Mike's Auto Parts
By Virginia Bruce, editor
When Pat Mahoney started his auto parts business in the early 70s, he wanted to call it Pat’s Auto Parts, but unfortunately someone else had already used that name. “My given name is Patrick Michael Mahoney, so I just went with my middle name and it became Mike’s,” he recalls. He was only 20 years old when he bought an empty building in southeast Portland and opened the doors on his first business.
He got into the auto parts business even earlier. “I was fifteen years old, a high school student without a job or direction but full of ambition. Our family was poor and anything I wanted, I had to earn. My father suggested that I speak to Tom Kreuder, who operated an automotive shop and gas station a block from where we lived. He ran his business for 40 years at that location and was known for detailed quality work. My father called him a master and said I could be his apprentice. I worked there through high school learning mechanical and business skills. When Tom Kreuder’s health deteriorated further he decided to turn the business over to me to operate. That was one of the scariest days of my life. He told me that I was to collect and deposit the daily receipts, then I had to pay all of the bills, including rent to him!”
Mahoney continues, “After a short time helping me during the transition he was hospitalized and I was on my own. I was able to double the revenue the first year. After he was doing better he came back to help me with pick-ups and assist me with my bookkeeping chores.”
Pat Mahoney helps a customer at his Cedar Mill store
Since those early days, the auto parts business has been greatly affected by computerization. “We used to keep all our inventory on cards, and every night after we closed we went through and updated it. Now we belong to a Co-op that has an inventory of about $8 million dollars and we get deliveries to our store several times a day, six days a week. In our computerized auto parts system we have over 800,000 items we can draw within a couple of days or about 125,000 items the same day, within hours most of the time.”
The Co-op is made up of local independent auto parts stores. They maintain a warehouse on Swan Island, “sort of like Western Family in the food business,” he explains. This arrangement allows Mike’s and the others to be highly competitive with the chain stores. “Chain stores aren’t as big a problem as most people think since they can’t compete with the availability of our system,” he says. “Their pricing is only image and perception. I read that they are paying almost six figures to a pricing specialist to research where they can charge higher margins to their customers, and then advertise they will match prices when they get caught over-charging!” In fact, chain stores sometimes get parts from Mahoney and the other co-op members because of their flexibility and the good relationships they have with manufacturers and distributors.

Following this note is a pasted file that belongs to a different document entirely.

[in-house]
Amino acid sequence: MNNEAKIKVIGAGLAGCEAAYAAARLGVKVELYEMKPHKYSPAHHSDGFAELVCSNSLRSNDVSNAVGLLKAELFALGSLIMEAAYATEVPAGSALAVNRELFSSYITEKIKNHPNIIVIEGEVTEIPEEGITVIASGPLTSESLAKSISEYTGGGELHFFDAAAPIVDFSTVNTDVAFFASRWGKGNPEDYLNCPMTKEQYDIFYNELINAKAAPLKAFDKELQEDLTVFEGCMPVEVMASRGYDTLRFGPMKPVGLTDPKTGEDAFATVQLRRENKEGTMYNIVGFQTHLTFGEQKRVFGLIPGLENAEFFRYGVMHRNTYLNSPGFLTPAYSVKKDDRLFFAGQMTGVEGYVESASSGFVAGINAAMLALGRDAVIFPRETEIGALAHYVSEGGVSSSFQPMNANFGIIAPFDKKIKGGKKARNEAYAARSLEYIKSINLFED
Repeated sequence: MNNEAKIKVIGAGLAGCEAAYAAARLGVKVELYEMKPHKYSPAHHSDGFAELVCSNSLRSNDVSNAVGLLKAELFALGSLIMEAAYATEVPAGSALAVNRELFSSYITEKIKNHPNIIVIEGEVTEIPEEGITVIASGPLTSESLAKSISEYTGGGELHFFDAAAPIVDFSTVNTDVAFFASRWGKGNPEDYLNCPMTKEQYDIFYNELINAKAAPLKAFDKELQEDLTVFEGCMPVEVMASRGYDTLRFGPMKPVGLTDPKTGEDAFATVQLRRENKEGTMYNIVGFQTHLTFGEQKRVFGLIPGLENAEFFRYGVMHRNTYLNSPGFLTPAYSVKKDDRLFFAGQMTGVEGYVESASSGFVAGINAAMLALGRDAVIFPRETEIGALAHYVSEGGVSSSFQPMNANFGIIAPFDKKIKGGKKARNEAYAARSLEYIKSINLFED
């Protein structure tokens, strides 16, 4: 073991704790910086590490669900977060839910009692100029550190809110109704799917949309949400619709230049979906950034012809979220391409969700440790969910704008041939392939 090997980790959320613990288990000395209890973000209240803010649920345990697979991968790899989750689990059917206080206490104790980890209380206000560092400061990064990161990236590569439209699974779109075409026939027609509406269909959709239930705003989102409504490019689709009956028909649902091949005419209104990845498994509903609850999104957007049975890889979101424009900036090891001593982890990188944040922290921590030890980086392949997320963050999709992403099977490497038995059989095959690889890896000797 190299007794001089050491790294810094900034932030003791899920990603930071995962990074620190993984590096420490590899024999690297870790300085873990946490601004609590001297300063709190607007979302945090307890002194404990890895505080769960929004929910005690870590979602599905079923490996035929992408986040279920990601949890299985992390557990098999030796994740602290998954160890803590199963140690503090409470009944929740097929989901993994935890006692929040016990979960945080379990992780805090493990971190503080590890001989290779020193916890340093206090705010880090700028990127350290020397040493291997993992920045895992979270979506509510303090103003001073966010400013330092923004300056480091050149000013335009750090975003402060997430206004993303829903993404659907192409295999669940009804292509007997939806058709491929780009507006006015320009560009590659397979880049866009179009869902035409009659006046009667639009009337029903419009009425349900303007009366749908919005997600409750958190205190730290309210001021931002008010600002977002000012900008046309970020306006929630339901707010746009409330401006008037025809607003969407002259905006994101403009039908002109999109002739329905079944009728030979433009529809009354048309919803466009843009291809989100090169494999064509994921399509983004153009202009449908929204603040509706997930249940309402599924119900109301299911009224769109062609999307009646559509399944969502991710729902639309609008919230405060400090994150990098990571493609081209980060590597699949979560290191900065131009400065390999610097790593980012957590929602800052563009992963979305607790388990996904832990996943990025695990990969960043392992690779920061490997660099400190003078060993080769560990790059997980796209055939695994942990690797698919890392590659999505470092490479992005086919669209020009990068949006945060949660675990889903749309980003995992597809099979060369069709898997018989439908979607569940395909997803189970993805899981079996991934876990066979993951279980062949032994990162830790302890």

Mahoney says that finding and training staff is the most challenging part of running an auto parts store. “You have to be part bartender, and part doctor. People come in when their car isn’t working right, and they’re not always in a good mood. You listen to their stories and diagnose their problems,” he explains. “Finding employees with listening and problem-solving skills is most important. A lot of people know about cars, but that doesn’t mean that they’re nice people,” he laughs.
Mike’s specializes in helping people who work on their own cars. These are mostly what Mahoney calls “daily drivers.” And some of their customers have “project cars.” A few days ago he had a call from a guy who was working on a ’64 Ford Galaxy. “I had his brake shoes in stock!” he exclaims. They also do a lot of business with larger commercial accounts—manufacturers and other businesses that have a staff maintaining fleets of vehicles.
In addition to stocking parts and supplies for auto repair and maintenance, the folks at Mike’s can perform a test to see if your charging system is working properly, test your battery, and read the OBD-II check-engine-light codes. They’ll also install windshield wipers, “because it’s faster to do it than to explain it to someone!”
With the recent rise in gas prices, Mahoney says, “I see a trend toward better maintenance—paying attention to previously neglected or delayed servicing of simple-to-do things like air filters, tire pressure, fuel filters, and oxygen sensors. I also see customers of all ages and genders tackling more automotive servicing tasks themselves, since I hear them complain they don’t have the money to have the service performed for them.”
The recent road construction hurt their business, he says, because, “there were times when customers would go out of their way to shop elsewhere because of the long waits during the construction period. Now we and our neighboring businesses have to do a job of retraining customers to come back to us since the construction issues are over.”